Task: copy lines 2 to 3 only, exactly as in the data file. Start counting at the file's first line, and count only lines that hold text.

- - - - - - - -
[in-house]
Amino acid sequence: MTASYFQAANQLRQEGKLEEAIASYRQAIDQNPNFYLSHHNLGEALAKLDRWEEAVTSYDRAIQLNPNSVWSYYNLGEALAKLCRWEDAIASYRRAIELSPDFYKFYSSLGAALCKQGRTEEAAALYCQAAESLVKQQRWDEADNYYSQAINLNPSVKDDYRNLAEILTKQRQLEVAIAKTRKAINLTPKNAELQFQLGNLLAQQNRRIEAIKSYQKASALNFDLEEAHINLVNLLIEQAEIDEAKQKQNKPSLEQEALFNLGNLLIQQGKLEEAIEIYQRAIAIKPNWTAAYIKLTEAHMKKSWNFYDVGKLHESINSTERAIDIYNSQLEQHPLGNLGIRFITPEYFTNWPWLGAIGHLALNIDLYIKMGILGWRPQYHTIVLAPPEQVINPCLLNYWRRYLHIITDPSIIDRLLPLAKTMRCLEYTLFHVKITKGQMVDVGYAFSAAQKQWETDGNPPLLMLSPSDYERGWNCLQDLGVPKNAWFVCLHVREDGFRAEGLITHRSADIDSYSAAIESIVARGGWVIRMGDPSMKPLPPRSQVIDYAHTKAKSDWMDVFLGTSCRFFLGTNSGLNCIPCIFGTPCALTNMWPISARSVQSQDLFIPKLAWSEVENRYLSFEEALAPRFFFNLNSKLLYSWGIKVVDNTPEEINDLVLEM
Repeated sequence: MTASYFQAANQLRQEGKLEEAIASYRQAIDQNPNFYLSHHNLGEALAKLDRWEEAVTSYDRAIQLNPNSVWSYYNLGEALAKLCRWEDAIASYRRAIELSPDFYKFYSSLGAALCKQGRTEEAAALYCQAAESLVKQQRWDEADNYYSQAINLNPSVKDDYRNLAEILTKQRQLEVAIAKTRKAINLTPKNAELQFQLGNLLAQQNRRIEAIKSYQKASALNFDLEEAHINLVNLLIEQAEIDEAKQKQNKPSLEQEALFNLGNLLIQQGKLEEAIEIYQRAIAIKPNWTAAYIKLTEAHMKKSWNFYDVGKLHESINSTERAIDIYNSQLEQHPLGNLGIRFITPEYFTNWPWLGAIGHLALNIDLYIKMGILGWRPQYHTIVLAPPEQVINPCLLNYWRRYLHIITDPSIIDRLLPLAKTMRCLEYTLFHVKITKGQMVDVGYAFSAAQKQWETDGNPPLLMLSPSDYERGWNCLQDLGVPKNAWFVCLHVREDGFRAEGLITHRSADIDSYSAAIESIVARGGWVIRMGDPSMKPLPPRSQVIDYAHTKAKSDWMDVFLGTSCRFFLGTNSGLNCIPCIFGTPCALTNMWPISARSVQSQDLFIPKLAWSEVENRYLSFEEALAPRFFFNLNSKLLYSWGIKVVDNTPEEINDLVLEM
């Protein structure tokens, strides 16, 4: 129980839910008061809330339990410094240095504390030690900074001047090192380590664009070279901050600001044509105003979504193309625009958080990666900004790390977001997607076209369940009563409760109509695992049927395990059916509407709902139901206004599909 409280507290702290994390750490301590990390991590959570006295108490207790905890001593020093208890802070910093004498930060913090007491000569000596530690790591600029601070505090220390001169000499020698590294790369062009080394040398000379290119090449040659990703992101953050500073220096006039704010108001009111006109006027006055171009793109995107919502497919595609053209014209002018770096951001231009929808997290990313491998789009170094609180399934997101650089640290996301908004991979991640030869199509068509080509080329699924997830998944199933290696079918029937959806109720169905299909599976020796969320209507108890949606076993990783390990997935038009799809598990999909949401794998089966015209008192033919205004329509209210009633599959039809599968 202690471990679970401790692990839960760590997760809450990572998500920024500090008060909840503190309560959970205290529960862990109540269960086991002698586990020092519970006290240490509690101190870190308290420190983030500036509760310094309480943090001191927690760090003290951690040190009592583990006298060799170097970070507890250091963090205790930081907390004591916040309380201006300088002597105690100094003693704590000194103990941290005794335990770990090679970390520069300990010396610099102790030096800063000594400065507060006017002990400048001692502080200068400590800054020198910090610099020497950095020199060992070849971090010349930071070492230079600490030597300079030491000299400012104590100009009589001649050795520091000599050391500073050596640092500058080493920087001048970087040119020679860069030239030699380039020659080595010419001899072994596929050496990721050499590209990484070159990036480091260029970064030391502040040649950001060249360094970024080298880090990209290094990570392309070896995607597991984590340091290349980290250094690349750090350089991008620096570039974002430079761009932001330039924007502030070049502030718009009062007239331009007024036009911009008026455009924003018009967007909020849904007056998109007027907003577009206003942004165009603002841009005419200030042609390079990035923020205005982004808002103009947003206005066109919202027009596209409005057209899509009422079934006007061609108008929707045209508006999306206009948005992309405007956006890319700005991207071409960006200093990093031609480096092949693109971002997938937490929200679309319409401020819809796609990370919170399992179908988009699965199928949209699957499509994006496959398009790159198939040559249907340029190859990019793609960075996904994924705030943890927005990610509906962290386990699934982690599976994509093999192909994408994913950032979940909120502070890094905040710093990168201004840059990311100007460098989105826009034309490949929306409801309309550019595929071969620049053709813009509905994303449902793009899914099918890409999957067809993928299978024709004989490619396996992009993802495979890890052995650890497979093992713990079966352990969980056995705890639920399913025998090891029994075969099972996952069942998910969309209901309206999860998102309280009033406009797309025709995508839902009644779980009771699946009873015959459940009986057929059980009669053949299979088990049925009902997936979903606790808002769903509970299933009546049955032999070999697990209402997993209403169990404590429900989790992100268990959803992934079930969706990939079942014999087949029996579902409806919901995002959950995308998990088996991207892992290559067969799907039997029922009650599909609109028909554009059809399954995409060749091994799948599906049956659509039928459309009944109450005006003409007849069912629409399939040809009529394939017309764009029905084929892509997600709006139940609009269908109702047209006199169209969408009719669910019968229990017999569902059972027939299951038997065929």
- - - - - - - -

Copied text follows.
Amino acid sequence: MTASYFQAANQLRQEGKLEEAIASYRQAIDQNPNFYLSHHNLGEALAKLDRWEEAVTSYDRAIQLNPNSVWSYYNLGEALAKLCRWEDAIASYRRAIELSPDFYKFYSSLGAALCKQGRTEEAAALYCQAAESLVKQQRWDEADNYYSQAINLNPSVKDDYRNLAEILTKQRQLEVAIAKTRKAINLTPKNAELQFQLGNLLAQQNRRIEAIKSYQKASALNFDLEEAHINLVNLLIEQAEIDEAKQKQNKPSLEQEALFNLGNLLIQQGKLEEAIEIYQRAIAIKPNWTAAYIKLTEAHMKKSWNFYDVGKLHESINSTERAIDIYNSQLEQHPLGNLGIRFITPEYFTNWPWLGAIGHLALNIDLYIKMGILGWRPQYHTIVLAPPEQVINPCLLNYWRRYLHIITDPSIIDRLLPLAKTMRCLEYTLFHVKITKGQMVDVGYAFSAAQKQWETDGNPPLLMLSPSDYERGWNCLQDLGVPKNAWFVCLHVREDGFRAEGLITHRSADIDSYSAAIESIVARGGWVIRMGDPSMKPLPPRSQVIDYAHTKAKSDWMDVFLGTSCRFFLGTNSGLNCIPCIFGTPCALTNMWPISARSVQSQDLFIPKLAWSEVENRYLSFEEALAPRFFFNLNSKLLYSWGIKVVDNTPEEINDLVLEM
Repeated sequence: MTASYFQAANQLRQEGKLEEAIASYRQAIDQNPNFYLSHHNLGEALAKLDRWEEAVTSYDRAIQLNPNSVWSYYNLGEALAKLCRWEDAIASYRRAIELSPDFYKFYSSLGAALCKQGRTEEAAALYCQAAESLVKQQRWDEADNYYSQAINLNPSVKDDYRNLAEILTKQRQLEVAIAKTRKAINLTPKNAELQFQLGNLLAQQNRRIEAIKSYQKASALNFDLEEAHINLVNLLIEQAEIDEAKQKQNKPSLEQEALFNLGNLLIQQGKLEEAIEIYQRAIAIKPNWTAAYIKLTEAHMKKSWNFYDVGKLHESINSTERAIDIYNSQLEQHPLGNLGIRFITPEYFTNWPWLGAIGHLALNIDLYIKMGILGWRPQYHTIVLAPPEQVINPCLLNYWRRYLHIITDPSIIDRLLPLAKTMRCLEYTLFHVKITKGQMVDVGYAFSAAQKQWETDGNPPLLMLSPSDYERGWNCLQDLGVPKNAWFVCLHVREDGFRAEGLITHRSADIDSYSAAIESIVARGGWVIRMGDPSMKPLPPRSQVIDYAHTKAKSDWMDVFLGTSCRFFLGTNSGLNCIPCIFGTPCALTNMWPISARSVQSQDLFIPKLAWSEVENRYLSFEEALAPRFFFNLNSKLLYSWGIKVVDNTPEEINDLVLEM